Toward a More Nuanced Approach to Sexual Assault
Following Judge Brett Kavanaugh’s nomination to serve as an Associate Justice on the Supreme Court, and Dr. Christine Blasey Ford’s allegation that the judge sexually assaulted her in 1982, Americans have been increasingly focused on issues related to sexual assault. This recent attention provides an opportunity for activists, as well as scholars, to consider common themes and challenges across contexts regardless of geographic location. For instance, there remains a misconception that sexual assault is inherently worse in the global south than it is elsewhere, or that the United States has been exceptionally progressive in its approach to sexual assault. It has not been, and delving into our own context and other countries’ contexts reveals that. This discovery allows us to examine sexual assault, the relationship between institutional power and culture, and the means needed to combat assault with a more nuanced perspective.
Rwanda is often praised as the future of Africa for women. Its parliament is majority women and its capital, Kigali, hosts numerous government campaigns and organizations focused on enhancing gender equality. During my six weeks in the country, I conducted field research at a health clinic that provides medical and legal services to victims of gender-based violence. This multi-sectoral approach has been praised by the United Nations and in theory is superior to other countries’ approaches to gender-based violence—including that of the United States. Rwanda has made strides in addressing gender-based violence; however, my time in the country demonstrated that despite this apparent progress, sexual assault still remains a serious problem due to institutional and cultural norms.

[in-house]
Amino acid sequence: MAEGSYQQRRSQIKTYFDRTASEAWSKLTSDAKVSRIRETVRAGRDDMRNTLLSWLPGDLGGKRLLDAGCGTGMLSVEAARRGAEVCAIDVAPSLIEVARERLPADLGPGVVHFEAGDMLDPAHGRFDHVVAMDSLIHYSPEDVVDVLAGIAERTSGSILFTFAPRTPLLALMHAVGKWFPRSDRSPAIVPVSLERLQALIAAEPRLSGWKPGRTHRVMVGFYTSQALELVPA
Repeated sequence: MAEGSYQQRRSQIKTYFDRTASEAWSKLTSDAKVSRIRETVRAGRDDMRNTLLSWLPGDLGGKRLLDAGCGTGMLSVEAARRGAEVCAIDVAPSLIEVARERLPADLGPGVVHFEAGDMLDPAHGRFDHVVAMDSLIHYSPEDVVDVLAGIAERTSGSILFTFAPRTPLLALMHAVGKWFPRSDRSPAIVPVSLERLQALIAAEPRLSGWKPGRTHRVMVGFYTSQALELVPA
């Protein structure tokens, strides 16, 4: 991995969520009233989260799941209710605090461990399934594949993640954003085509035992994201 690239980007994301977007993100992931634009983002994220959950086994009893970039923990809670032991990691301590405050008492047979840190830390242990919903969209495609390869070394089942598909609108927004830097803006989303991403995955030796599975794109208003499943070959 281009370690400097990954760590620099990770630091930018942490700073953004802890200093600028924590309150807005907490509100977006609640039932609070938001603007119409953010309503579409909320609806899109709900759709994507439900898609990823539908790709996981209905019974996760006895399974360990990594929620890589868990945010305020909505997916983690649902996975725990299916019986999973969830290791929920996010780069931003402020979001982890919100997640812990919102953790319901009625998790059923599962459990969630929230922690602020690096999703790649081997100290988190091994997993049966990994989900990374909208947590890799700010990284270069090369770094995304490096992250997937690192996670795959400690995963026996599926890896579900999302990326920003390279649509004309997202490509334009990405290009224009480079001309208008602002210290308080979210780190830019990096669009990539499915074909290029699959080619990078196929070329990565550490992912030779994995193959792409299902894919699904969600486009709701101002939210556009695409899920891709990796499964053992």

There are two court systems responsible for handling sexual assault cases in Rwanda. First, there is the classic court system which has it origins in the colonial period. Second, there is the recently instituted gacaca system, an adaptation of participatory, community-level courts established after the 1994 genocide to address war crimes. The doctors I interviewed at the clinic argued that both court systems have been ineffective when it comes to prosecuting modern sexual assault cases because of ethnic and traditional norms. Due to the perceived role that men play leading the household, these courts often fail to take sexual assault seriously. Academic literature affirms the doctors’ observations and points to gaps in statutory law, insufficient protections for victims and witnesses who wish to report sexual violence, lack of training for authorities with respect to sexual assault, and poor representation of women among police and judicial authorities. The court systems’ failings point to a paradox. Government campaigns encourage women to seek legal justice, yet if they do, their case will likely be dismissed. Thus, perpetrators of sexual assault are not held accountable and the message is sent that assault is acceptable. The present state of affairs in Rwanda is further reinforced and complicated by the country’s benevolent dictator, Paul Kagame, who praises Rwanda’s gender movement to the point of suggesting that gender-based violence is not a problem in his country. Therefore, despite the prodigious number of women who are dehumanized by sexual assault and outright dismissed by the court system, Rwanda’s approach to gender-based violence is not only left unquestioned, but also applauded by the United Nations.